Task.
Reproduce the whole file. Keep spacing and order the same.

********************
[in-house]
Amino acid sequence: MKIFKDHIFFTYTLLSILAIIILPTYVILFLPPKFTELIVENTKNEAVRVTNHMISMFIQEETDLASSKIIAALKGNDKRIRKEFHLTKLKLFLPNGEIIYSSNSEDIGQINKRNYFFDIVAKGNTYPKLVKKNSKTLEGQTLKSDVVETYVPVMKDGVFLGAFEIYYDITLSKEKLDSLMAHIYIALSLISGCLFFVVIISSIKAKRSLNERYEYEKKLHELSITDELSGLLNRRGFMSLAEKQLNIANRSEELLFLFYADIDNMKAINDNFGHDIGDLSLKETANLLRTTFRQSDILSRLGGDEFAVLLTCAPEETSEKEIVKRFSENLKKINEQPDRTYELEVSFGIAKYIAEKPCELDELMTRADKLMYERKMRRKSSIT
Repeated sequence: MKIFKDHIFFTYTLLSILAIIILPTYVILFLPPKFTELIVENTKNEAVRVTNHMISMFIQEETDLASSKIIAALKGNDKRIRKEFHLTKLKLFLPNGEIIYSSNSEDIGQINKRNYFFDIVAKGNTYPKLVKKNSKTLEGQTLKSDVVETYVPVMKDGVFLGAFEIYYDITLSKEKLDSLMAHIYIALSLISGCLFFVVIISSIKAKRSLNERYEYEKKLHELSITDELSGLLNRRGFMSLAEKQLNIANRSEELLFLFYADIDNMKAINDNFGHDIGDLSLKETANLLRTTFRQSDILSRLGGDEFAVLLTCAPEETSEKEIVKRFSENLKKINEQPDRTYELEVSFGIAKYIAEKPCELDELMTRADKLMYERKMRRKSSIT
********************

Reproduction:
[in-house]
Amino acid sequence: MKIFKDHIFFTYTLLSILAIIILPTYVILFLPPKFTELIVENTKNEAVRVTNHMISMFIQEETDLASSKIIAALKGNDKRIRKEFHLTKLKLFLPNGEIIYSSNSEDIGQINKRNYFFDIVAKGNTYPKLVKKNSKTLEGQTLKSDVVETYVPVMKDGVFLGAFEIYYDITLSKEKLDSLMAHIYIALSLISGCLFFVVIISSIKAKRSLNERYEYEKKLHELSITDELSGLLNRRGFMSLAEKQLNIANRSEELLFLFYADIDNMKAINDNFGHDIGDLSLKETANLLRTTFRQSDILSRLGGDEFAVLLTCAPEETSEKEIVKRFSENLKKINEQPDRTYELEVSFGIAKYIAEKPCELDELMTRADKLMYERKMRRKSSIT
Repeated sequence: MKIFKDHIFFTYTLLSILAIIILPTYVILFLPPKFTELIVENTKNEAVRVTNHMISMFIQEETDLASSKIIAALKGNDKRIRKEFHLTKLKLFLPNGEIIYSSNSEDIGQINKRNYFFDIVAKGNTYPKLVKKNSKTLEGQTLKSDVVETYVPVMKDGVFLGAFEIYYDITLSKEKLDSLMAHIYIALSLISGCLFFVVIISSIKAKRSLNERYEYEKKLHELSITDELSGLLNRRGFMSLAEKQLNIANRSEELLFLFYADIDNMKAINDNFGHDIGDLSLKETANLLRTTFRQSDILSRLGGDEFAVLLTCAPEETSEKEIVKRFSENLKKINEQPDRTYELEVSFGIAKYIAEKPCELDELMTRADKLMYERKMRRKSSIT